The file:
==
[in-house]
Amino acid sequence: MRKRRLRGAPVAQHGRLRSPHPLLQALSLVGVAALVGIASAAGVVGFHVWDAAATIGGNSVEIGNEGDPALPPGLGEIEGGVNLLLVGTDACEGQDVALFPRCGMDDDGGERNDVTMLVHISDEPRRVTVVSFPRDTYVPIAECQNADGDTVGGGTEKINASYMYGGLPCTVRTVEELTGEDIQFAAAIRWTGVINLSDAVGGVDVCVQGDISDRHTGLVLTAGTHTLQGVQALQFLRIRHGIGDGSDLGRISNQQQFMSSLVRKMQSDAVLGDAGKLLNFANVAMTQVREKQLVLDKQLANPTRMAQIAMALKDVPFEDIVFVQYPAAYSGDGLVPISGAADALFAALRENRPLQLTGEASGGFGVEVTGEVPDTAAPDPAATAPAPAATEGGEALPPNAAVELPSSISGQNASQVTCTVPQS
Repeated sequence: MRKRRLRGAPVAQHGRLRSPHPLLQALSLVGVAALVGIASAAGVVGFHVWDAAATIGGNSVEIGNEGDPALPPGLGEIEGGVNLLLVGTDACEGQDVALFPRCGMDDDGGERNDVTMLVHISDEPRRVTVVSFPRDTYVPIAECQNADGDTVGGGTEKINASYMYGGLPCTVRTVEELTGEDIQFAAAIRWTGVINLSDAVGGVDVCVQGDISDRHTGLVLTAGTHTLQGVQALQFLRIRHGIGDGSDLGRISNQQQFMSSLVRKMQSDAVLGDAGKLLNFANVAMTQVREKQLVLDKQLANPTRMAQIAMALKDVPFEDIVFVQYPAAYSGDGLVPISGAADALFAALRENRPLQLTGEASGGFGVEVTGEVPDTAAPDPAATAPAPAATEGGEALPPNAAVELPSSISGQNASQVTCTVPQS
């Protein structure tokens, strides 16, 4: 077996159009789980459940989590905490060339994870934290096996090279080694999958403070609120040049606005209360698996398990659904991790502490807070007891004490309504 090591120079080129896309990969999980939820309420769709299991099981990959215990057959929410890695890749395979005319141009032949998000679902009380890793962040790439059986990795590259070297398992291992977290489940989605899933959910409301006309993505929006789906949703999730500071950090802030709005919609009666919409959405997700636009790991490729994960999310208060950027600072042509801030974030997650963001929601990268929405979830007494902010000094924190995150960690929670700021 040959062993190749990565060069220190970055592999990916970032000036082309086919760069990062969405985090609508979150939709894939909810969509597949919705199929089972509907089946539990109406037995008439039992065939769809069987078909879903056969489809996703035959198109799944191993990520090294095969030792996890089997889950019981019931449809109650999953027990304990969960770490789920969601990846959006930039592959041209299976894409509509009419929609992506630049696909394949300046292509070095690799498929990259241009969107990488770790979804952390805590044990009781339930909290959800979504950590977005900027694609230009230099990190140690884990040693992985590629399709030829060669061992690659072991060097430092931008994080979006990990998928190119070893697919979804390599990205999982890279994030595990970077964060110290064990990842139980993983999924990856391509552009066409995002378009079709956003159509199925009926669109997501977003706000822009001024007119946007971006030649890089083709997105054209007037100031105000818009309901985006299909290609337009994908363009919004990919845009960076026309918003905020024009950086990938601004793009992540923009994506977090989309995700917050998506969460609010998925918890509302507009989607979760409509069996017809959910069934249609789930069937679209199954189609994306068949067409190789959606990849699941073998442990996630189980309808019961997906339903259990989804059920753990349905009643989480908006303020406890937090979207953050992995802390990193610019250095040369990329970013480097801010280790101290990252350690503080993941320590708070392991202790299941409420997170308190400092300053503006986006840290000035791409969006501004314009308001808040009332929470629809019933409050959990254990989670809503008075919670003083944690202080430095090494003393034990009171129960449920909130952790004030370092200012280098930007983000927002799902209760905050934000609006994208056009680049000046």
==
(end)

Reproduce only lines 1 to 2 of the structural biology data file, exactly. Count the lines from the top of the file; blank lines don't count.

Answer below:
[in-house]
Amino acid sequence: MRKRRLRGAPVAQHGRLRSPHPLLQALSLVGVAALVGIASAAGVVGFHVWDAAATIGGNSVEIGNEGDPALPPGLGEIEGGVNLLLVGTDACEGQDVALFPRCGMDDDGGERNDVTMLVHISDEPRRVTVVSFPRDTYVPIAECQNADGDTVGGGTEKINASYMYGGLPCTVRTVEELTGEDIQFAAAIRWTGVINLSDAVGGVDVCVQGDISDRHTGLVLTAGTHTLQGVQALQFLRIRHGIGDGSDLGRISNQQQFMSSLVRKMQSDAVLGDAGKLLNFANVAMTQVREKQLVLDKQLANPTRMAQIAMALKDVPFEDIVFVQYPAAYSGDGLVPISGAADALFAALRENRPLQLTGEASGGFGVEVTGEVPDTAAPDPAATAPAPAATEGGEALPPNAAVELPSSISGQNASQVTCTVPQS